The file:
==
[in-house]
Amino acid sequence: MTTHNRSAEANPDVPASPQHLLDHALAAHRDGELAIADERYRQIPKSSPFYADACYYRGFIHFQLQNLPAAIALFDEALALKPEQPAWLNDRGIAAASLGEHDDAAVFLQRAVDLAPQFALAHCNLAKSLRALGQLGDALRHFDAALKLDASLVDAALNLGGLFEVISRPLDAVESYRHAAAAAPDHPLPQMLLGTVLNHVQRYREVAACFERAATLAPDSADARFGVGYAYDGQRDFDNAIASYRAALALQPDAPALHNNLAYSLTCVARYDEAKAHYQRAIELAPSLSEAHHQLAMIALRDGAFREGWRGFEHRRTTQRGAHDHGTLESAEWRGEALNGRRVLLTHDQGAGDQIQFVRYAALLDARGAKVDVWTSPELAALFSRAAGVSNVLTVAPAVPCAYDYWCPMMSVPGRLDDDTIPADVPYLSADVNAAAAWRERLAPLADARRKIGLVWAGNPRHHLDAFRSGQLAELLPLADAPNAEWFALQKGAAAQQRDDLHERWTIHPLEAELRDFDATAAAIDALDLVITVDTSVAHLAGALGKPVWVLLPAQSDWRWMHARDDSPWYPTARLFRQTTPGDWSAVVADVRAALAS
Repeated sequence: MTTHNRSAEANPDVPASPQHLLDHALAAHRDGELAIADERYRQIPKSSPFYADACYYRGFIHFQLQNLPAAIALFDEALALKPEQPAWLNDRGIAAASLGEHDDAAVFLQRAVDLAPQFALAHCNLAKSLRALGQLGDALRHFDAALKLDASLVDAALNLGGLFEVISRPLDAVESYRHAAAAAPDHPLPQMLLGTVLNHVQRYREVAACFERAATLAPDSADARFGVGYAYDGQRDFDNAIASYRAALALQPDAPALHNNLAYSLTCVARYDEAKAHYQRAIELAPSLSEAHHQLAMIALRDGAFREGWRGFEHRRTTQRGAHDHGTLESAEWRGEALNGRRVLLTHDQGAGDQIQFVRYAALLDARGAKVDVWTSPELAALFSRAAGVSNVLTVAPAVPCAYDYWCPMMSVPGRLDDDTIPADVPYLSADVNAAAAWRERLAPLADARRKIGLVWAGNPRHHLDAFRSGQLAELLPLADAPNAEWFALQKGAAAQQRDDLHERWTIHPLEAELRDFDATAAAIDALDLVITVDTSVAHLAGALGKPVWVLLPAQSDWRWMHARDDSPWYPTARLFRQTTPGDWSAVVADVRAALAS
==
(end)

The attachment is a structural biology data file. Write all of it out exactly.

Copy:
[in-house]
Amino acid sequence: MTTHNRSAEANPDVPASPQHLLDHALAAHRDGELAIADERYRQIPKSSPFYADACYYRGFIHFQLQNLPAAIALFDEALALKPEQPAWLNDRGIAAASLGEHDDAAVFLQRAVDLAPQFALAHCNLAKSLRALGQLGDALRHFDAALKLDASLVDAALNLGGLFEVISRPLDAVESYRHAAAAAPDHPLPQMLLGTVLNHVQRYREVAACFERAATLAPDSADARFGVGYAYDGQRDFDNAIASYRAALALQPDAPALHNNLAYSLTCVARYDEAKAHYQRAIELAPSLSEAHHQLAMIALRDGAFREGWRGFEHRRTTQRGAHDHGTLESAEWRGEALNGRRVLLTHDQGAGDQIQFVRYAALLDARGAKVDVWTSPELAALFSRAAGVSNVLTVAPAVPCAYDYWCPMMSVPGRLDDDTIPADVPYLSADVNAAAAWRERLAPLADARRKIGLVWAGNPRHHLDAFRSGQLAELLPLADAPNAEWFALQKGAAAQQRDDLHERWTIHPLEAELRDFDATAAAIDALDLVITVDTSVAHLAGALGKPVWVLLPAQSDWRWMHARDDSPWYPTARLFRQTTPGDWSAVVADVRAALAS
Repeated sequence: MTTHNRSAEANPDVPASPQHLLDHALAAHRDGELAIADERYRQIPKSSPFYADACYYRGFIHFQLQNLPAAIALFDEALALKPEQPAWLNDRGIAAASLGEHDDAAVFLQRAVDLAPQFALAHCNLAKSLRALGQLGDALRHFDAALKLDASLVDAALNLGGLFEVISRPLDAVESYRHAAAAAPDHPLPQMLLGTVLNHVQRYREVAACFERAATLAPDSADARFGVGYAYDGQRDFDNAIASYRAALALQPDAPALHNNLAYSLTCVARYDEAKAHYQRAIELAPSLSEAHHQLAMIALRDGAFREGWRGFEHRRTTQRGAHDHGTLESAEWRGEALNGRRVLLTHDQGAGDQIQFVRYAALLDARGAKVDVWTSPELAALFSRAAGVSNVLTVAPAVPCAYDYWCPMMSVPGRLDDDTIPADVPYLSADVNAAAAWRERLAPLADARRKIGLVWAGNPRHHLDAFRSGQLAELLPLADAPNAEWFALQKGAAAQQRDDLHERWTIHPLEAELRDFDATAAAIDALDLVITVDTSVAHLAGALGKPVWVLLPAQSDWRWMHARDDSPWYPTARLFRQTTPGDWSAVVADVRAALAS